Theory Creep: The Quiet Shift in Evolutionary Thought
It's amazing how thinking on evolution has shifted since I started following the subject in the 1980s. Today's biologists clearly have realized that evolutionary theory must be revised to avoid conflict with genomic data, and yet they are very reluctant to say that the problems forcing the change are deep problems. A consequence of this business-as-usual approach is that young biologists may be unaware that they are inheriting a version of Darwinism that would have been considered quite peculiar only a generation ago.
One particularly telling change has to do with how sequence data are used to build phylogenetic trees -- branching diagrams that represent proposed evolutionary relationships among species. Since these trees are, in essence, nothing more than hypotheses, scientists ought to view them that way. The whole point, after all, is to see how well they stand up to critical scrutiny. Yet this is one important respect in which evolutionary thinking has shifted.
In the 1970s, before DNA sequencing became routine, scientists used various properties of proteins, including their amino-acid sequences, to construct phylogenetic trees. The data sets were much smaller then than they are now, but the basic principles and the underlying assumptions were the same. Corresponding proteins from several species were compared in order to quantify their similarities, and species trees were constructed from the results.
Although the belief that all species are related was then as sacrosanct as it is now, there was at least a general recognition then that trees are only as believable as the evidence supporting them. In particular, most biologists recognized the importance of consistency among inferred species trees, meaning that the analysis performed on corresponding genes or proteins taken from several species ought to yield the same tree regardless of which genes or proteins were used. Ellen Prager and Allan Wilson put it this way in 19761:
To test the reliability of the use of proteins for working out phylogenetic relationships, it is essential to determine whether the branching order of the evolutionary tree one obtains depends on the protein studied.
If the analysis gives different trees when applied to different proteins, then something is amiss. A decade later, David Hillis was equally emphatic2:
A primary objective of phylogenetic studies is to reconstruct the evolutionary history of a group of organisms. Because the organisms under study have a single history, systematic studies of any set of genetically determined characters should be congruent with other such studies based on different sets of characters in the same organisms. Congruence between studies is strong evidence that the underlying historical pattern has been discovered; conflict may indicate theoretical or procedural problems in one or both analyses, or it may indicate that additional data are needed to resolve the phylogenetic relationships in question.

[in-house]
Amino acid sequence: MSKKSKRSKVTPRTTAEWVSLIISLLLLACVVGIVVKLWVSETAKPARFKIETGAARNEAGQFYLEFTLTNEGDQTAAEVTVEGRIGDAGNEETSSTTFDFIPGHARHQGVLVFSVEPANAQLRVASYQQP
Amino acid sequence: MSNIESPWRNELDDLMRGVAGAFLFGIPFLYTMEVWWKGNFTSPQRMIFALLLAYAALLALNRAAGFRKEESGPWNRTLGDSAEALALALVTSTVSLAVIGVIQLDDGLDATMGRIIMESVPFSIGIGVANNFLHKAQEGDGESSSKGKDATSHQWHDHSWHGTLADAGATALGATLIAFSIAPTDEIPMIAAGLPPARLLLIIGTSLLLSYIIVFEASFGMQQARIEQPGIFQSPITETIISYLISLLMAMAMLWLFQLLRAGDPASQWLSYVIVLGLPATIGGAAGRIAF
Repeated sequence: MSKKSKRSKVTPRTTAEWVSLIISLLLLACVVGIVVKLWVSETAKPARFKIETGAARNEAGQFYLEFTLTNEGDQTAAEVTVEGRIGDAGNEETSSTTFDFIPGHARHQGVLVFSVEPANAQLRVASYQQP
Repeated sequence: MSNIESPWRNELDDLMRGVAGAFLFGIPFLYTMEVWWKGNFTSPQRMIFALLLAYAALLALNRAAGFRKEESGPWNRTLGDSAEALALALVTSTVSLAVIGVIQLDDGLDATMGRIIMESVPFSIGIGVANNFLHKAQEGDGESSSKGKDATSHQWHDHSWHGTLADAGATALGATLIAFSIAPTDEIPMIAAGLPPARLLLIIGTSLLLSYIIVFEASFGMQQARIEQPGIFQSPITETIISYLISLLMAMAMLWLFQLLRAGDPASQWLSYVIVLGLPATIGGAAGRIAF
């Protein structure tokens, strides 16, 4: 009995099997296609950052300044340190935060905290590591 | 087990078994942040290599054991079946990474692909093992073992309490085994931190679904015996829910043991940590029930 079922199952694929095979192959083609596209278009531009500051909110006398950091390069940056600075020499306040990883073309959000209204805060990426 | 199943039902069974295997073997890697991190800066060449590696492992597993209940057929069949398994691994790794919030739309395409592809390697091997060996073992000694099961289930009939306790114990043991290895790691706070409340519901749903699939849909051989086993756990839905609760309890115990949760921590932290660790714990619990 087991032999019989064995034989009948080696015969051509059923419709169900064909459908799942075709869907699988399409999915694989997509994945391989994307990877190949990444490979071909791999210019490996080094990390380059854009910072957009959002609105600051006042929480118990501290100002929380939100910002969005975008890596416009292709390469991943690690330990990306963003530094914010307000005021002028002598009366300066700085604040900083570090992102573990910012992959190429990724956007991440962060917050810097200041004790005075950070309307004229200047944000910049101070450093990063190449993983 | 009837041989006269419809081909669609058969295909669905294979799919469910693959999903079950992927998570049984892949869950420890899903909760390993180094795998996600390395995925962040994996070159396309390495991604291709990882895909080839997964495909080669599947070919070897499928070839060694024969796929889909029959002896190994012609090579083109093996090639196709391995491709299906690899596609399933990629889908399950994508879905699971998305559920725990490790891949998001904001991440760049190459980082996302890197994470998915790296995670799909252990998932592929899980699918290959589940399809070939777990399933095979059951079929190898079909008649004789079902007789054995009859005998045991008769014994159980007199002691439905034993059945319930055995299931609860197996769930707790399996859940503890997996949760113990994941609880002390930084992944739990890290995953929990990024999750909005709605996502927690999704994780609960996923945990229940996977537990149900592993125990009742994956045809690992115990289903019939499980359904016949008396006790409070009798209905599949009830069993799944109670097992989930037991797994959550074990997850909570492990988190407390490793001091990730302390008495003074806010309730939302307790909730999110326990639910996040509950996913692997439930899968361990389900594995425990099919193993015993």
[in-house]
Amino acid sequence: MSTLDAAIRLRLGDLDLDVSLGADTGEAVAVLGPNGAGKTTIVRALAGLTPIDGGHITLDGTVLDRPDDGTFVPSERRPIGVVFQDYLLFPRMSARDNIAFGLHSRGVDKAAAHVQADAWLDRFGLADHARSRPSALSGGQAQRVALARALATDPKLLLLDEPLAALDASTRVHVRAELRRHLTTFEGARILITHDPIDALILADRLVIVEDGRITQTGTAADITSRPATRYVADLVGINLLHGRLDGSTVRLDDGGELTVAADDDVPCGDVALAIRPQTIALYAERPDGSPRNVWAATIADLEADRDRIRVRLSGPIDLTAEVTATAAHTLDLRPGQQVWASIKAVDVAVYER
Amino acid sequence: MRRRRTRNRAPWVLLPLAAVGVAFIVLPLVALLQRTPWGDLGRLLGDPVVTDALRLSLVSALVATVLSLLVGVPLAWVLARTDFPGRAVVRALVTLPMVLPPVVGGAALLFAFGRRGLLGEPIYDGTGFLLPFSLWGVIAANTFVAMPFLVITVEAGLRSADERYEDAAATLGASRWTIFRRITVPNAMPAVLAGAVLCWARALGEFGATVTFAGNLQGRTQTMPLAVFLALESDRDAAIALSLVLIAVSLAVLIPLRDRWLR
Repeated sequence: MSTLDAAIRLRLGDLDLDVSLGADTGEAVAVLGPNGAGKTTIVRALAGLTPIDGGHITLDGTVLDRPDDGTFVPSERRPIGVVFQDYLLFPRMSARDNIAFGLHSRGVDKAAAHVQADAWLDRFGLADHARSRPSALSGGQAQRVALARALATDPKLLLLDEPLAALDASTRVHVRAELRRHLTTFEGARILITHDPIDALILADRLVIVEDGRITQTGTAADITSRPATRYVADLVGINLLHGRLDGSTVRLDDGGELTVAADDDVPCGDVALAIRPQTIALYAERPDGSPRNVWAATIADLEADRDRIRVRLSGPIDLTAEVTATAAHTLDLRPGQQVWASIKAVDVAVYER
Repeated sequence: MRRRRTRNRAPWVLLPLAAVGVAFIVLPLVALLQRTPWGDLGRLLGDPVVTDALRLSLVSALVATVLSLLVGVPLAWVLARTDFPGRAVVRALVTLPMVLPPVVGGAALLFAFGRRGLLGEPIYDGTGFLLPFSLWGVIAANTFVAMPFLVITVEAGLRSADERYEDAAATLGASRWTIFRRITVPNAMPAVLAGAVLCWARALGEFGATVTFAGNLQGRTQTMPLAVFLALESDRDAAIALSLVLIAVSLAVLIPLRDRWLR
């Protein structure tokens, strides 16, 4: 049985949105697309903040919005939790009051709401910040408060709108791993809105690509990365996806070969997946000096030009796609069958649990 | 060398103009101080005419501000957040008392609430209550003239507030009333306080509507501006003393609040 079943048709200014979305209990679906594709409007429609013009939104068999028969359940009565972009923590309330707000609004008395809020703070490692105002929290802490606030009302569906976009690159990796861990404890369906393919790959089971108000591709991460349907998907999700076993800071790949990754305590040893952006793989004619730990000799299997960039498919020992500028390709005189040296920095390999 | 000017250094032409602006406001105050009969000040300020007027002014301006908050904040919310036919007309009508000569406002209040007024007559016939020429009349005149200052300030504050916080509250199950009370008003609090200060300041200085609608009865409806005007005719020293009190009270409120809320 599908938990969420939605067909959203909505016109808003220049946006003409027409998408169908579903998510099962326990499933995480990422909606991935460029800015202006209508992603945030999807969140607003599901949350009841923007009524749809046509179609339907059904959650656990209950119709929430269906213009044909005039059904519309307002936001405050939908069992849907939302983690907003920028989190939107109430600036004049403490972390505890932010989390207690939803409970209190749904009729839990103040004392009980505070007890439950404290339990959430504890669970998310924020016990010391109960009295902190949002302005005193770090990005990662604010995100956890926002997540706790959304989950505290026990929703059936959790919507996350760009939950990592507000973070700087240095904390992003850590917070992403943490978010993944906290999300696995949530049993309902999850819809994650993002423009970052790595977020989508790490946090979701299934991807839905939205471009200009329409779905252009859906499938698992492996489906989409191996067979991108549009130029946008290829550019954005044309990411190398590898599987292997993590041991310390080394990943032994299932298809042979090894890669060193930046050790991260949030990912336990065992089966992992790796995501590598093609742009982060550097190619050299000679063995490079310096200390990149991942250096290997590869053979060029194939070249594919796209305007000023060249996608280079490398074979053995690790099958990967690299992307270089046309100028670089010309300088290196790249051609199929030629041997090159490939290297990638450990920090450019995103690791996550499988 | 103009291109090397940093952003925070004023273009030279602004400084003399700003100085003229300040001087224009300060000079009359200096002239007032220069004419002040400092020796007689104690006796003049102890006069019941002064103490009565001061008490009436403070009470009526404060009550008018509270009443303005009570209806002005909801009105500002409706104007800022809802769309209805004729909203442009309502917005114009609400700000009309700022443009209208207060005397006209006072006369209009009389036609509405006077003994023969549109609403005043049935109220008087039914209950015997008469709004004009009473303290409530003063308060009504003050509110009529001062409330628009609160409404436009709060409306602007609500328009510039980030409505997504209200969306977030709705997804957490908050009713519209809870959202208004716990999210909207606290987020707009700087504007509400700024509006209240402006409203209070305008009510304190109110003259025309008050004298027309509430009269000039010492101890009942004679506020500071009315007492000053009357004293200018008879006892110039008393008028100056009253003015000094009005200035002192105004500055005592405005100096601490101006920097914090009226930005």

But if we fast-forward two more decades, it becomes clear that the consistent picture that everyone expected -- all genes confirming the same pattern of species relationships -- is not to be. What we have instead is something of a mess, as James Degnan and Noah Rosenberg made clear in a paper published in 20093:
Many of the first studies to examine the conflicting signal of different genes have found considerable discordance across gene trees: studies of hominids, pines, cichlids, finches, grasshoppers and fruit flies have all detected genealogical discordance so widespread that no single tree topology predominates.
And despite consistent attempts to portray this as something less than a crisis for evolutionary theory, the news found its way into the popular press. That same year, The Telegraph jumped on the story with an article titled, "Charles Darwin's tree of life is 'wrong and misleading,' claim scientists"4.
So now that the secret is out, what are we to make of it? You would think that if "congruence between studies is strong evidence that the underlying historical pattern has been discovered", then a widespread lack of gene-tree congruence ought to prompt an acknowledgment of historical uncertainty. After all, why should we believe that gene trees reveal species histories if the genes themselves can't agree on those histories?
Indeed, it becomes so easy to construct utterly fictitious evolutionary histories when we drop the expectation of consistency that such a move ought to be viewed as undermining the whole exercise of phylogenetic reconstruction. Whisky, kerosene and milk have no common pedigree, but that wouldn't stop us from concocting one if we were to lower the standard in that way. The only prospect of elevating tree-building to something more than a game, then, is that it might uncover a strikingly consistent pattern of relationship between species. And the sobering truth is -- it doesn't.
But it's also a fact that the scientific community's commitment to naturalistic evolution of some kind runs deep. In the words of evolutionary biologist Eric Bapteste4: "If you don't have a tree of life, what does it mean for evolutionary biology? At first it's very scary--but in the past couple of years people have begun to free their minds." According to philosopher of biology John Dupré, it's all "part of a revolutionary change in biology. Our standard model of evolution is under enormous pressure. We're clearly going to see evolution as much more about mergers and collaboration than change within isolated lineages"4.
That's a start, maybe. But we have something even more revolutionary in mind.
Image credit: Cropped version of photo by Norbert Nagel, Wikimedia Commons.